Been doing this job for over 10 years now and to be honest forgot most things that you have covered.
Very worthwhile going over old ground again.
I would reccommend and have done so to others who think we know it all but forget most.
Cheers, Martin, really good.
From: Howard J.
Book: Fairly good
Course: Not worth the money
Business: Already running one
Web site: Already got one
I have Found the course ok but nothing I havent already learnt by trawling the internet.
I found the weekend cowboys comment in one of your lessons a bit offensive as I set up my business partime while it grows a customer base. Mainly working at Weekends, Does that make me a cowboy ? As im sure many other people are going to be doing the same.
Also a comment about suck it and see when fitting an aerial. You go into far much detail when you talk about wolfbane. How can that possible tell you whats in the way at different locations, You have to make a decision when you get to the customers house and then suck it and see what transmiter brings in the most signal.
The Wolfbane site, and the associated "Megalith" terrain predictor, allow you to plan ahead. The course tells you how to make best use of the prediction information. The worst thing you can do is turn up at a customer's house and then start trying to figure out which direction the transmitter is and why you can't get a signal. By doing your research in advance, you are far less likely to waste time at the customer's house. The sites are not 100% accurate but, for most installations, they'll give you a flying start. (But I'm glad you think the course goes into "far too much detail". As usual, I have "over-delivered".)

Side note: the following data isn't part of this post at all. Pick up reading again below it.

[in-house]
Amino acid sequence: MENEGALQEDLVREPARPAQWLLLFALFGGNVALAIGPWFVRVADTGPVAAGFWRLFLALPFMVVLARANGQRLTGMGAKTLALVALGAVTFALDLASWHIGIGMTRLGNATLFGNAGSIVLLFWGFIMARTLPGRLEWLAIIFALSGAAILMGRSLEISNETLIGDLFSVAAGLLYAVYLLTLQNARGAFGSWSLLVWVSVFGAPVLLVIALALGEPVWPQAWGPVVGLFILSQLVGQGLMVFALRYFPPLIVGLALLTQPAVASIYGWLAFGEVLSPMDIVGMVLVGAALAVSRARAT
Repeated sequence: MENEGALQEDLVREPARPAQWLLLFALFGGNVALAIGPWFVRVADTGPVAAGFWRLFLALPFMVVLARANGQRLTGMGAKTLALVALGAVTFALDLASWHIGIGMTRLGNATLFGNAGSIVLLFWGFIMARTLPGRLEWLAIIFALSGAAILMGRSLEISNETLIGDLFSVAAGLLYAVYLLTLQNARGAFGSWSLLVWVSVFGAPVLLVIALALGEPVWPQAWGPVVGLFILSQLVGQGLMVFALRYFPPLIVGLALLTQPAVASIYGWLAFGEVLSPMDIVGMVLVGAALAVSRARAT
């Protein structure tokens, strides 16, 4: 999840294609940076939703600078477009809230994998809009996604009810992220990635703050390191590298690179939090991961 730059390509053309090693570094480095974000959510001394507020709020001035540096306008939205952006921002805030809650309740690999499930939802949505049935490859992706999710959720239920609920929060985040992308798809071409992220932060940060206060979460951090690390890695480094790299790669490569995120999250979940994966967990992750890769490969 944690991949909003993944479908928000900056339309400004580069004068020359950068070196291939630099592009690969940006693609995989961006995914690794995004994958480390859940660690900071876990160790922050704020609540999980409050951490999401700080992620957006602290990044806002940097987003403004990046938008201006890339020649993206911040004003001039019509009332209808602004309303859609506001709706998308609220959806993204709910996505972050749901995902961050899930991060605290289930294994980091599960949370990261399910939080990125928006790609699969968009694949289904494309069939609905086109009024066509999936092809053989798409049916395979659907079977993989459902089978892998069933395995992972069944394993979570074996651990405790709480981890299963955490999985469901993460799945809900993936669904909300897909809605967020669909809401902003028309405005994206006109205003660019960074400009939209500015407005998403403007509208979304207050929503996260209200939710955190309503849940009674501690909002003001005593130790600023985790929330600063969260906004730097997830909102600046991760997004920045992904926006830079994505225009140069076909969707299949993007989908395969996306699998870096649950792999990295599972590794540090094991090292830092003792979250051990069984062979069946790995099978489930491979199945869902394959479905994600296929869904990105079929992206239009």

The book which you refer to as "fairly good" was written by the foremost expert in the field and is used by the CAI as their own reference manual. Our course tells you how to buy it at half the Amazon price, so that has to be worth something.
There's nothing wrong with working at weekends. You seem to have turned my comment around, rather like someone who reads "all terrorists are Moslems" and decided that "all Moslems are terrorists" - which is patently not true!
Trawling the Internet is a tedious chore and one of the purposes of our course (what you are paying for) is that we've done that for you. If you have already spent a year trawling the Internet and gathering information, and have already bought all our eBooks (free with the course), then I fully understand why you found our course "not worth the money". However, in my opinion, your comments generally suggest that you haven't actually trawled enough.
Latest SatCure eBooks
The Sky User Guide "Missing Manual" has been updated with an additional page (5th April).
"How to use a Multimeter" has been updated with an additional page and more information (6th May).
Meet other Satellite TV enthusiasts and put your questions or points of view here
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"Installing a Sky Minidish" tutorial on DVD. Click HERE for more information.
I can't recommend this forum for Expats too highly. It's run and moderated by Kay who puts in a lot of hours to make sure everything runs smoothly. If you are outside the UK or thinking of emigrating then you need to look in here!
Don't fancy DIY?
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is an audio enthusiasts' website, run purely for the fun of it. No money involved at all! Take a look.